Former Rep. Anthony Weiner hasn't talked publicly since we interviewed him Monday, but there are new signs he may be returning to politics. It comes as his possible candidacy is taking up more of the conversation on the campaign trail. NY1's Josh Robin filed the following report.
He may not yet be on the ballot, but Anthony Weiner is back online.
The Internet got the former congressman in trouble. He's taking it slower this time.
He doesn't seem to be updating his website so far.
The last post is dated May 25, 2011, three days before another website had startling news: Weiner had sent a risque photo of himself to all of his Twitter followers. His excuse, that he was hacked, unraveled, along with his congressional career.
A source says the website should never have been down, but the credit card paying for it expired.
Weiner is now considering a comeback.
A new poll has him pulling 15 percent of registered Democrats, second in the Democratic primary to City Council Speaker Christine Quinn.
You can look at the poll in one of two ways. One is that Weiner's not even running and already, he's in second place. The other is that everyone knows who Weiner is and only 15 percent of voters want him.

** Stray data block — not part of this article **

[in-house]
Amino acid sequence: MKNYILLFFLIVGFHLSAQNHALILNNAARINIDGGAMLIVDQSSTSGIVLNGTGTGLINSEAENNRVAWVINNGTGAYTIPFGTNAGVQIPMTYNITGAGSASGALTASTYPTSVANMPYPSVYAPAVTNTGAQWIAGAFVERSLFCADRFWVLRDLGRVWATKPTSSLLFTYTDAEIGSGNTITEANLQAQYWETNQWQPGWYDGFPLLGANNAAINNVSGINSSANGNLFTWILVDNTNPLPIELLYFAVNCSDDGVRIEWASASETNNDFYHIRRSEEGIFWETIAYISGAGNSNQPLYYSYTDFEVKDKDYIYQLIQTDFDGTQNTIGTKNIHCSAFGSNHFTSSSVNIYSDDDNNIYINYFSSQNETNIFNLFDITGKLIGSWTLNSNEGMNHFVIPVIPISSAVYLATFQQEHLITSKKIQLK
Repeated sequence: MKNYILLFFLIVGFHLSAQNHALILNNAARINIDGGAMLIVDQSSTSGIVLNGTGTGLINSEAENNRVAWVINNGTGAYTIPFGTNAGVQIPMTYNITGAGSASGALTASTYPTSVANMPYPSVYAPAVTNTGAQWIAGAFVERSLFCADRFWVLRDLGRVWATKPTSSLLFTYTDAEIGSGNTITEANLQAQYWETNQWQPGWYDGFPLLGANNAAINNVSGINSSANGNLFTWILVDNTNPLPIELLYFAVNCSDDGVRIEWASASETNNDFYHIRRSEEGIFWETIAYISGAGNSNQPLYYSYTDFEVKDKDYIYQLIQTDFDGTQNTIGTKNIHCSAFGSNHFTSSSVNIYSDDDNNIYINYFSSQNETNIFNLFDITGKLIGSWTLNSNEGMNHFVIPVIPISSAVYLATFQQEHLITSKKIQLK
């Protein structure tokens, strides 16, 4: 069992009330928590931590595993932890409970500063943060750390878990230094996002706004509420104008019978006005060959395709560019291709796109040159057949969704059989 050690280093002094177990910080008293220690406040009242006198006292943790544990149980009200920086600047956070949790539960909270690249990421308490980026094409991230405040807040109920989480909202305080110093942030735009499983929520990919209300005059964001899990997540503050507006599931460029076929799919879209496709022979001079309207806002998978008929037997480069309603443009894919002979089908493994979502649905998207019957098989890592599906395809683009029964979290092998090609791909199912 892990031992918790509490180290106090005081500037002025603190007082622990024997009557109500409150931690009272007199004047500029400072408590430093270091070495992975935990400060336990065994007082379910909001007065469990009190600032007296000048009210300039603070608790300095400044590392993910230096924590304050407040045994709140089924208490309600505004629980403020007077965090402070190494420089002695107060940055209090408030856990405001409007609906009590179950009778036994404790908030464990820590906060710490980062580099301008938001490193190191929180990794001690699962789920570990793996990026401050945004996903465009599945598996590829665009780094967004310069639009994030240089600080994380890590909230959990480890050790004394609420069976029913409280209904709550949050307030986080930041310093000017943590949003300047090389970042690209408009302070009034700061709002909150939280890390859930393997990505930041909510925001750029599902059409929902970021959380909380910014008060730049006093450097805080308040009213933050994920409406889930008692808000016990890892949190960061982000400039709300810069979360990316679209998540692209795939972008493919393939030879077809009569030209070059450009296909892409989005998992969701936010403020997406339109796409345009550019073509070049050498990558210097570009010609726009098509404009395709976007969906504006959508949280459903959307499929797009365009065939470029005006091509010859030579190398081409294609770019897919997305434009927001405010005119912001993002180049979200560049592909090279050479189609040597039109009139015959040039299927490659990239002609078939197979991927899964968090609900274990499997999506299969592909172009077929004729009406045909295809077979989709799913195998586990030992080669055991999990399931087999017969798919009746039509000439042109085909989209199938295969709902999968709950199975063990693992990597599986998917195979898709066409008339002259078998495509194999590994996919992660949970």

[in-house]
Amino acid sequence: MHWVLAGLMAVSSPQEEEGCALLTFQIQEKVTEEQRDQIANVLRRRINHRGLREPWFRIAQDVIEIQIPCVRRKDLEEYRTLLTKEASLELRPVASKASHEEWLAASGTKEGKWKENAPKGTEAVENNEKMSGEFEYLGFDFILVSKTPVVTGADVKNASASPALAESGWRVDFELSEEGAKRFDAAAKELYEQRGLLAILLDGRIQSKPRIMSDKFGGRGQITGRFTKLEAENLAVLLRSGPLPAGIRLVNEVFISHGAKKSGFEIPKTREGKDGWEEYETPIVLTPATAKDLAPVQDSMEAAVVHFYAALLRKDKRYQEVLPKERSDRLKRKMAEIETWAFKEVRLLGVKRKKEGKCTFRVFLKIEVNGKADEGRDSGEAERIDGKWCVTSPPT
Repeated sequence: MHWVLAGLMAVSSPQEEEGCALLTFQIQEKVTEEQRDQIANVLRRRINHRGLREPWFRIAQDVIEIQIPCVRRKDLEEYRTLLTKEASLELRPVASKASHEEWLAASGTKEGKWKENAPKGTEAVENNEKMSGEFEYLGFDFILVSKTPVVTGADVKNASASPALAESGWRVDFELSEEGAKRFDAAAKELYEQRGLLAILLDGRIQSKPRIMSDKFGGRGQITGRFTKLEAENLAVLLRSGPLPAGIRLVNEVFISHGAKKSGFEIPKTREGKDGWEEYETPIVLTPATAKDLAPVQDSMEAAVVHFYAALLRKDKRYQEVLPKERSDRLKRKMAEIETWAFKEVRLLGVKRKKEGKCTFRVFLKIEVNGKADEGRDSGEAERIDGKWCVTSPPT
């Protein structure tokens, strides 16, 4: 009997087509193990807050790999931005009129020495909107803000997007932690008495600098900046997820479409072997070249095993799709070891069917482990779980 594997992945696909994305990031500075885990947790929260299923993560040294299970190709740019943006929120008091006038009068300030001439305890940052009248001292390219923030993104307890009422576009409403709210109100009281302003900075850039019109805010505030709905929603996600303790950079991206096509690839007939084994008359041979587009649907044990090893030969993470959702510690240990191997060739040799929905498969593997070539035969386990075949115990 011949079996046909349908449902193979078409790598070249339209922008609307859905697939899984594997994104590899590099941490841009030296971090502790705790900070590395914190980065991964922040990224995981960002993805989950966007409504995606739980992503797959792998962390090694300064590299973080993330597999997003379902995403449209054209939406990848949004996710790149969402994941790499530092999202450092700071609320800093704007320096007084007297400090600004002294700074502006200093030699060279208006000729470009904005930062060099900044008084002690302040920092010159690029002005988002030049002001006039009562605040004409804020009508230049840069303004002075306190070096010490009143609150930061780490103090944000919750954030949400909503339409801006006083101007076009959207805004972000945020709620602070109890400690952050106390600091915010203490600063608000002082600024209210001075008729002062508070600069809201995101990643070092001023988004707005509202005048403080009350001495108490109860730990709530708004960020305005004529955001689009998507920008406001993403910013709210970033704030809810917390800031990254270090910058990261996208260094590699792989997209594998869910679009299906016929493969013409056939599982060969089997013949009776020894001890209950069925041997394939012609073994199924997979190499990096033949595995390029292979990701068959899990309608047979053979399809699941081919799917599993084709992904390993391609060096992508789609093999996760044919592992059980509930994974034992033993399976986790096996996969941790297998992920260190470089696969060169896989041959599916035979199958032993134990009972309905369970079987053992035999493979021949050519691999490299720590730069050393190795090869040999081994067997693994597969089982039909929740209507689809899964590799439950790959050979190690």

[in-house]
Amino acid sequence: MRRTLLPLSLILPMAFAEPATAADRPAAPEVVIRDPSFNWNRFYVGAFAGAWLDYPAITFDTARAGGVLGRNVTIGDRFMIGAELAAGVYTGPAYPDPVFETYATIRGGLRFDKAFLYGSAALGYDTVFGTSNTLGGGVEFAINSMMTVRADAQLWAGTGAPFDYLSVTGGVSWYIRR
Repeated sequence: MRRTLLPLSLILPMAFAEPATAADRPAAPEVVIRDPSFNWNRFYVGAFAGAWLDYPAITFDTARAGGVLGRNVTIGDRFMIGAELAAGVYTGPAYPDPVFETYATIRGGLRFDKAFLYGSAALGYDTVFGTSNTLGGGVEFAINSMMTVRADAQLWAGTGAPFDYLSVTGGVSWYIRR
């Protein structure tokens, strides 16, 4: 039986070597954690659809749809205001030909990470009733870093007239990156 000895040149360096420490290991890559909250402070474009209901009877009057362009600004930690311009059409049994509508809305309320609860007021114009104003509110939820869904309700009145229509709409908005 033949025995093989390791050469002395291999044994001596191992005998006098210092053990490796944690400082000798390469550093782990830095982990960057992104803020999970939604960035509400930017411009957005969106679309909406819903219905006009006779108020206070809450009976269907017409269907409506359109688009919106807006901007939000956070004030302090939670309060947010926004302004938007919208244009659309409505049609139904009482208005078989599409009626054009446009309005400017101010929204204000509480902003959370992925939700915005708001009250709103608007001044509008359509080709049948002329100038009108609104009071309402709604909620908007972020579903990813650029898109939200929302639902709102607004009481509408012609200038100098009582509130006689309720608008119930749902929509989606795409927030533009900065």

What is clear is that Weiner is the issue of the moment on the campaign trail.
"Whatever is the next step for him is up to him, and I'm very focused on my race, my candidacy," Quinn said Wednesday.
Quinn was announcing a "Women for Chris" group. She deflected numerous questions about her would-be rival.
Former Councilwoman Ronnie Eldridge said Weiner should run for City Comptroller, which only has one candidate in the race.
The top office, she said, should go to the lone female contender.
"Women have a distinction of using common sense that men don't," Eldridge said. "We don't get caught into all the trappings of power."
Other candidates, of course, are pointing out their appeal to both men and women.
Public Advocate Bill de Blasio disputed that Weiner would knock him out of contention.
Each represented parts of Brooklyn.
The poll shows that Weiner would pull support not just from de Blasio, but also Quinn and former Democratic nominee William Thompson.
"Anthony Weiner is a theoretical part of this race, so all I can say is, let's look at the candidates we have now," de Blasio said. "I feel very good about the strength we've shown, the growth in my support."
Weiner didn't return requests for comment.